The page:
Tibet Watch News
The Chinese government has completed the relocation of 2,693 people from three Tibetan-majority townships to a new site in Pema Town, Pashoe County.
A Chinese technology company has published a job advert which bars Tibetans, Uyghurs, Mongolians and Sichuanese people from applying, a copy of the advert obtained by Tibet Watch shows.
Tibet Watch has learned of the detention of three Tibetan monks in eastern Tibet during the past three years. The monks, one of whom has since been tried and imprisoned, are all being held in undisclosed locations.
Tibet Watch has learned that local Chinese Communist Party authorities have offered rewards of up around to 42,750 US dollars to citizen informers who report online or digital based activities that are considered to be illegal by the state.
Among those removed from the religious community are 70 nuns, who have since been detained.
We have received confirmation that Ngawang Gyaltsen, a Tibetan political prisoner, was released from prison earlier this year after completing his prison sentence.
A senior Chinese politician has visited eastern Tibet in what he called an effort to raise awareness for the government's new policies on religion and “national unity” in the region.
The Chinese authorities have said the architecture of a main hall in Anfu Buddhist temple in China violates “Han Buddhist principles” and must be “rectified”.
Three pictures identifying Tibetans who set themselves on fire in 2012 as a protest against Chinese rule have been sent to Tibet Watch by Buddhist monks.
Authorities in Tibet have forced around 30,000 monks and nuns across the TAR to take exams on Chinese law. The tests asked questions on legislation around religion and espionage.
CCP authorities have ordered primary and middle schools in the Golok Tibet Autonomous Prefecture of Qinghai province to give lessons in Chinese instead of Tibetan.
A former Tibetan political prisoner has died at the age of fifty following his release from prison where he was beaten and tortured in Chinese custody.
Two Tibetans in eastern Tibet have received prison sentences following a series of local gatherings to mark the 30th birthday of the Panchen Lama.
A Tibetan student has been arrested after writing an essay which criticises the lack of government job opportunities for Tibetans.
Citizens across Tibet celebrated national Tibetan calligraphy day on 30 April this year, the third time the annual event has been marked since its creation in 2017.
Pema Wangchen, a former political detainee in his early thirties, passed away in a hospital in Chengdu on Friday 26 April.
Privacy fears as Chinese authorities roll out personal social security cards in Tibet.
Nine Tibetans have been sentenced to prison terms ranging between three and seven years for what China has called organised crime, extortion and assembling a mob to disturb the social order.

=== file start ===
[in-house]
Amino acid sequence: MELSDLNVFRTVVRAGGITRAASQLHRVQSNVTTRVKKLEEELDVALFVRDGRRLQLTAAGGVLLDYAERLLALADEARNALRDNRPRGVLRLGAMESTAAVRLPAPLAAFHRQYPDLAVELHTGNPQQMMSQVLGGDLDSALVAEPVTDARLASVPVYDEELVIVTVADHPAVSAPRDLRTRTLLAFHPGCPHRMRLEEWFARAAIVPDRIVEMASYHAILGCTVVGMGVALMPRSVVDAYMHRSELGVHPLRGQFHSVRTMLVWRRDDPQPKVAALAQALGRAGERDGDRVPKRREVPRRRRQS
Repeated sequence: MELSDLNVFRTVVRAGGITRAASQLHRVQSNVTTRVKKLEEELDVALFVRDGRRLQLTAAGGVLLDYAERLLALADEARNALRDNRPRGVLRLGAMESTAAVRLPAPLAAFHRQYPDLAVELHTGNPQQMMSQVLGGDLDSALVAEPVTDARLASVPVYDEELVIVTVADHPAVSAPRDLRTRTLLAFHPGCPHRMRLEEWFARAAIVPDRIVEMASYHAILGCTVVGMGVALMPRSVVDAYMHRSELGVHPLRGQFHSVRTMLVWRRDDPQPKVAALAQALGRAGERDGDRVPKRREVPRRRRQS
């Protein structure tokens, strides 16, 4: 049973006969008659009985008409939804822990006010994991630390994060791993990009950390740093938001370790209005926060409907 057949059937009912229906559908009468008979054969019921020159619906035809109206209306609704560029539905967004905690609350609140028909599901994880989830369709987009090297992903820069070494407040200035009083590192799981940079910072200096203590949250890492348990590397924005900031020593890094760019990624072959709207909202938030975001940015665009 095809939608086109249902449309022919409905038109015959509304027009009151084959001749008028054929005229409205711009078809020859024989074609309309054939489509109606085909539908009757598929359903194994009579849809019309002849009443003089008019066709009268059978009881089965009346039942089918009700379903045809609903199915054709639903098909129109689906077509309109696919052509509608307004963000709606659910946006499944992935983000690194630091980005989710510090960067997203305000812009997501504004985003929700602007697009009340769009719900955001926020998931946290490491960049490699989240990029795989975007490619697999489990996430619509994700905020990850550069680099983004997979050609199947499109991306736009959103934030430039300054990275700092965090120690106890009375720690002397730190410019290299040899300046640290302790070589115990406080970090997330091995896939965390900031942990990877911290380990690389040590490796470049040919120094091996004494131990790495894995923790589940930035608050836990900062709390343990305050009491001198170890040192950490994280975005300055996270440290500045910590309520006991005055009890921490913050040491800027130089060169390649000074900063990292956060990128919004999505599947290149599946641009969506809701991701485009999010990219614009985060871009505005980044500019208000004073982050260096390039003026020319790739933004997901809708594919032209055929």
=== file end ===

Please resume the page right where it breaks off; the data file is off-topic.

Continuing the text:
The Chinese government is forcing Tibetans living in poverty to memorise and recite the names of CCP leaders and the Chinese national anthem in return for financial aid from the state .
The Chinese government has sentenced a Tibetan activist to eighteen years in prison after he released a video on social media calling for world peace and a free Tibet ahead of a protest outside the Potala Palace.
Lekshey Thubten, a former political prisoner of around 50 years of age, has passed away due to ill health. Thubten lived in Lhundrub County in central Tibet near Lhasa, where he was a monk at Phenpo Nalanda Monastery.
Tibetan Buddhists at Sera Monastery in Lhasa have been instructed to show gratitude to the Chinese Communist Party (CCP) and stand resolutely against separatism.
Tibetan political prisoners arrested for their role in the 2008 uprising have developed “severe” health conditions in Chinese run prisons as a result of forced labour and torture.
Chinese authorities tightened security in Tibet and put more restrictions on movement in the country over the 60th anniversary of the 10 March 1959 national uprising this year.
Chinese authorities have helped install facial recognition surveillance across 200 new taxis in the Tibetan capital of Lhasa ahead of the anniversary of the 10 March 1959 uprising.
Chinese authorities have ordered Tibetans living in the main city of Tawu County in eastern Tibet, to demolish any ‘big houses’ they own in the area, and have barred them from building any new “big and grand” homes.
The Chinese government is releasing a new textbook for schools in the Tibetan county of Gyantse.
We document and expose the ongoing human rights abuse in Tibet using a wide range of sources. Our researchers collect information from a network of brave individuals who are committed to ensuring that the world hears the truth about China's repression and brutality - and Tibetan resistance. We also carry out interviews with newly arrived Tibetan refugees, monitor Chinese government websites and media, track changes in policy or law and review both Tibetan and English language news.
We believe that accuracy is vital in our work and all the information we disseminate is verified and corroborated before being published or passed on.
We also believe security is essential. We never publish the names of our sources and even eye-witness testimony is published anonymously if we think there might be any risks or if the person has asked us to withhold their name. All the information we collect is recorded on a bespoke, highly encrypted database, which was designed for us by a team who specialise in digital security for human rights organisations.